How old are the oldest stars? Using ESO’s VLT, astronomers recently  measured the age of a star located in our Galaxy. The star, a real  fossil, is found to be 13.2 billion years old, not very far from the  13.7 billion years age of the Universe. The star, HE 1523-0901, was  clearly born at the dawn of time. 

“Surprisingly, it is very hard to pin down the age of a star”, the  lead author of the paper reporting the results, Anna Frebel,  explains. “This requires measuring very precisely the abundance of  the radioactive elements thorium or uranium, a feat only the largest  telescopes such as ESO’s VLT can achieve.”

This technique is analogous to the carbon-14 dating method that has  been so successful in archaeology over time spans of up to a few tens  of thousands of years. In astronomy, however, this technique must  obviously be applied to vastly longer timescales.

For the method to work well, the right choice of radioactive isotope  is critical. Unlike other, stable elements that formed at the same  time, the abundance of a radioactive (unstable) isotope decreases all  the time. The faster the decay, the less there will be left of the  radioactive isotope after a certain time, so the greater will be the  abundance difference when compared to a stable isotope, and the more  accurate is the resulting age.

Yet, for the clock to remain useful, the radioactive element must not  decay too fast – there must still be enough left of it to allow an  accurate measurement, even after several billion years.

“Actual age measurements are restricted to the very rare objects that  display huge amounts of the radioactive elements thorium or uranium,”  says Norbert Christlieb, co-author of the report.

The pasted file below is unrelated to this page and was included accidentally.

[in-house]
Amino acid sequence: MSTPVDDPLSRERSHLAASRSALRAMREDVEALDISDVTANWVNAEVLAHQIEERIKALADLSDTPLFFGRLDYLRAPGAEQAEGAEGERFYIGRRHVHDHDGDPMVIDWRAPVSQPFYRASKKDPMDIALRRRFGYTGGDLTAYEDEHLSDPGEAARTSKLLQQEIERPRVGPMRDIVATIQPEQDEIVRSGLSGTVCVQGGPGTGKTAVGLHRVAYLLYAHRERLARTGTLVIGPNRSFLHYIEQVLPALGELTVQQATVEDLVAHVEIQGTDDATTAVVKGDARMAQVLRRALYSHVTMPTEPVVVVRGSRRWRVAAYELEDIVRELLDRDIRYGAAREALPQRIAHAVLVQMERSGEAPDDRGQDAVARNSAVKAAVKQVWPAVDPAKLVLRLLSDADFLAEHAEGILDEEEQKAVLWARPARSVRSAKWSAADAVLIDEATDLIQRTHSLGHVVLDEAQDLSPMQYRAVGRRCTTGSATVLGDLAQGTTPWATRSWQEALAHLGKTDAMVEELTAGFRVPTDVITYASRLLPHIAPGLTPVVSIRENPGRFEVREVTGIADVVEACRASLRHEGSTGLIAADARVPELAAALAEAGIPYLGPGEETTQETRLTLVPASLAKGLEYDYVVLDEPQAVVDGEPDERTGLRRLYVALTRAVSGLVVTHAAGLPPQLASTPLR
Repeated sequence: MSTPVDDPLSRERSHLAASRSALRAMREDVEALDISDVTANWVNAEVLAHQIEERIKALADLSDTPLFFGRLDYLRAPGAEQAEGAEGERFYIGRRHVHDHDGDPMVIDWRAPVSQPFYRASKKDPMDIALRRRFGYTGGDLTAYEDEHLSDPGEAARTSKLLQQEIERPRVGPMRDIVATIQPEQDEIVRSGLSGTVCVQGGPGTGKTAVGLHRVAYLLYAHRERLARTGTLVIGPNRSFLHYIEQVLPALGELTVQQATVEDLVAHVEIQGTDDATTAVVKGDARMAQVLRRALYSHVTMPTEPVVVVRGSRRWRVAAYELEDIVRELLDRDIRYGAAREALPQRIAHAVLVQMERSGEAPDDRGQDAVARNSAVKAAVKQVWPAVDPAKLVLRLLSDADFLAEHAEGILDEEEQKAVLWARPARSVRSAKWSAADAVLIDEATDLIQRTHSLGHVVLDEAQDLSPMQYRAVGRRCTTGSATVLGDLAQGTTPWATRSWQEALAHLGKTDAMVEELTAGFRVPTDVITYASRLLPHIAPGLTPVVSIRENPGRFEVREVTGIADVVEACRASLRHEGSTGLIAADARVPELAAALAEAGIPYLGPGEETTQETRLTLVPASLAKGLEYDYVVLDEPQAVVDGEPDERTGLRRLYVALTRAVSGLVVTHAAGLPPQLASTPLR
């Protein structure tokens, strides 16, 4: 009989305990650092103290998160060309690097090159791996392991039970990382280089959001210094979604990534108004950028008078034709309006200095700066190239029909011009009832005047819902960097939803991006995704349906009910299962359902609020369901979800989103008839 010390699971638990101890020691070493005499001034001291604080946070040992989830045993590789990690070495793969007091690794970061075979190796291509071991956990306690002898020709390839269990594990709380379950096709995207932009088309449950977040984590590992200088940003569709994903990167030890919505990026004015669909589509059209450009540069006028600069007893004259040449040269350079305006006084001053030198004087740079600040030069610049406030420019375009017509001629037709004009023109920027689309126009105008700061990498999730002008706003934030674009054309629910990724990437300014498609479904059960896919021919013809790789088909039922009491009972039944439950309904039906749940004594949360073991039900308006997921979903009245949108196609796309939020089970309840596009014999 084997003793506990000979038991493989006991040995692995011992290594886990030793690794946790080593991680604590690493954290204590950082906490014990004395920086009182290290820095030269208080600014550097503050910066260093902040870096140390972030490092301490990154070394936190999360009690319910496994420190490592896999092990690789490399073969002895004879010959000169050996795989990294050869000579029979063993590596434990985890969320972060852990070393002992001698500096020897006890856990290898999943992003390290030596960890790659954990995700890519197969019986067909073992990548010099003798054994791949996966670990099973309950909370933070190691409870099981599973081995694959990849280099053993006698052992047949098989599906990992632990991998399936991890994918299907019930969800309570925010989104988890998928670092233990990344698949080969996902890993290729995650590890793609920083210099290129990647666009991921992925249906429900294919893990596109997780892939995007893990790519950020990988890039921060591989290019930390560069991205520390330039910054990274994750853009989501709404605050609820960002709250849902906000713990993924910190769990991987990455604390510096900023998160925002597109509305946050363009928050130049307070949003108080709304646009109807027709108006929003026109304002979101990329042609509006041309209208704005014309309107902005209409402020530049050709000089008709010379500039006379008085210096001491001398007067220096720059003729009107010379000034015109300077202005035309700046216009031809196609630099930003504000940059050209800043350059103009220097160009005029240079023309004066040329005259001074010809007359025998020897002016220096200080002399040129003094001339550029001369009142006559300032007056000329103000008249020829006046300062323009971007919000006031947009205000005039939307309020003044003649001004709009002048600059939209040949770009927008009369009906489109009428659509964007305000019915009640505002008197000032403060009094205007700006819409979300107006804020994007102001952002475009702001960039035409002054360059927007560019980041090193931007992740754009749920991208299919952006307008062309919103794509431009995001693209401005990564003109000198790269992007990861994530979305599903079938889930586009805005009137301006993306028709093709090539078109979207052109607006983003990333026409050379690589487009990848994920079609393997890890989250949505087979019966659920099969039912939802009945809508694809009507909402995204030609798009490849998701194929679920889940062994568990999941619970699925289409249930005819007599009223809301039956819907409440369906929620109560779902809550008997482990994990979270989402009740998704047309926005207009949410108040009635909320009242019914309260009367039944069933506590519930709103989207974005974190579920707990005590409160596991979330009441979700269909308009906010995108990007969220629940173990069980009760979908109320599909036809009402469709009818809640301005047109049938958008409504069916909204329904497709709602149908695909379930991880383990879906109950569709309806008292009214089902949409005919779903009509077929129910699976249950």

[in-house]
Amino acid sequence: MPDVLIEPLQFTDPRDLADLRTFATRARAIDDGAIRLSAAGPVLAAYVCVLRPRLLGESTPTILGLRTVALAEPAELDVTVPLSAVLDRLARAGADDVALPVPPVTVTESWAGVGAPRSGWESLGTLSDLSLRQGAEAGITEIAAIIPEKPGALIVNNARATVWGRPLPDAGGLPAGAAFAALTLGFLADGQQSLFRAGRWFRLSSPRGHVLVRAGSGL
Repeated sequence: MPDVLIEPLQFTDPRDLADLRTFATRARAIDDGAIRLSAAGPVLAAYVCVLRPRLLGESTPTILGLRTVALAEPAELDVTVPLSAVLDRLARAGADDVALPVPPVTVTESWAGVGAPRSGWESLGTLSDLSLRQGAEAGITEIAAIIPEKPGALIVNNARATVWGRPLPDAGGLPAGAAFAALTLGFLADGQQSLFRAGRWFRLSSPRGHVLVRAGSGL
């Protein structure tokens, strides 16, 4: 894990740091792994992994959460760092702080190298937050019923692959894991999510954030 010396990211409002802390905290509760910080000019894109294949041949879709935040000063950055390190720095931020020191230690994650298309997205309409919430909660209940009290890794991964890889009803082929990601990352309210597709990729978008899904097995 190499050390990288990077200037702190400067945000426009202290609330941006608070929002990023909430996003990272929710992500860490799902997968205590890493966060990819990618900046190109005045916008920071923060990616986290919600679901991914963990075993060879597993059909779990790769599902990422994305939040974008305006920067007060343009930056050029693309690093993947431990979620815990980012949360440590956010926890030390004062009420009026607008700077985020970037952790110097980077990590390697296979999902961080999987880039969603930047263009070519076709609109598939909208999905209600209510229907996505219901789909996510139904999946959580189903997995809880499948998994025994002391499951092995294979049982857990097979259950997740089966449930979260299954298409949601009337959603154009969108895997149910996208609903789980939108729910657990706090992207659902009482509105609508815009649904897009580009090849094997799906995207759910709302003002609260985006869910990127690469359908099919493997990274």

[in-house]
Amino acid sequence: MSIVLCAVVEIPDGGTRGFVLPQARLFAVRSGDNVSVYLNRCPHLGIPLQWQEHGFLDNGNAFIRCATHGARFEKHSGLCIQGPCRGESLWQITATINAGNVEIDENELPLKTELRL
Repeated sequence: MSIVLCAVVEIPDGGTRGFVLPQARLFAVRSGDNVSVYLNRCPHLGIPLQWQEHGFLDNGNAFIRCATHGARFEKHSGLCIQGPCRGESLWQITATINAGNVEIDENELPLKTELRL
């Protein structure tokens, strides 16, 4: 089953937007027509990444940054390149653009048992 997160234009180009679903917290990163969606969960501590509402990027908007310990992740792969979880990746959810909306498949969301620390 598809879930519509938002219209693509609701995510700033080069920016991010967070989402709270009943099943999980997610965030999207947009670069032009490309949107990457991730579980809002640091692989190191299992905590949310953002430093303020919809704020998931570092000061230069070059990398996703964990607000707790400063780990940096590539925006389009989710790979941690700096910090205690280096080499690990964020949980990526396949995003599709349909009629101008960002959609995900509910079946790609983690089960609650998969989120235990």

Large amounts of these elements have been found in the star HE  1523-0901, an old, relatively bright star that was discovered within  the Hamburg/ESO survey [1]. The star was then observed with UVES on  the Very Large Telescope (VLT) for a total of 7.5 hours.

A high quality spectrum was obtained that could never have been  achieved without the combination of the large collecting power  Kueyen, one of the individual 8.2-m Unit Telescopes of the VLT, and  the extremely good sensitivity of UVES in the ultraviolet spectral  region, where the lines from the elements are observed.

For the first time, the age dating involved both radioactive elements  in combination with the three other neutron-capture elements  europium, osmium, and iridium.

“Until now, it has not been possible to measure more than a single  cosmic clock for a star. Now, however, we have managed to make six  measurements in this one star”,” says Frebel.

Ever since the star was born, these “clocks” have ticked away over  the eons, unaffected by the turbulent history of the Milky Way. They  now read 13.2 billion years.

The Universe being 13.7 billion years old, this star clearly formed  very early in the life of our own Galaxy, which must also formed very  soon after the Big Bang.

  More Information

This research is reported in a paper published in the 10 May issue of  the Astrophysical Journal (“Discovery of HE 1523-0901, a Strongly r- Process Enhanced Metal-Poor Star with Detected Uranium”, by A. Frebel  et al.).

The team includes Anna Frebel (McDonald Observatory, Texas) and John  E. Norris (The Australian National University), Norbert Christlieb  (Uppsala University, Sweden, and Hamburg Observatory, Germany),  Christopher Thom (University of Chicago, USA, and Swinburne  University of Technlogy, Australia), Timothy C. Beers (Michigan State  University, USA), Jaehyon Rhee (Center for Space Astrophysics, Yonsei  University, Korea, and Caltech, USA).


[1]: The Hamburg/ESO sky survey is a collaborative project of the  Hamburger Sternwarte and ESO to provide spectral information for half  of the southern sky using photographic plates taken with the now  retired ESO-Schmidt telescope. These plates were digitized at  Hamburger Sternwarte.


Anna Frebel
McDonald Observatory, Texas
Phone: +1 512-461-7907

Norbert Christlieb
Department of Astronomy and Space Physics, Uppsala University, Sweden
Phone: +46-18-471-5982
Mobile: +49-176-67 67 14 08

Henri Boffin
ESO, Germany
Phone: +49 89 3200 6222

High-resolution images are available at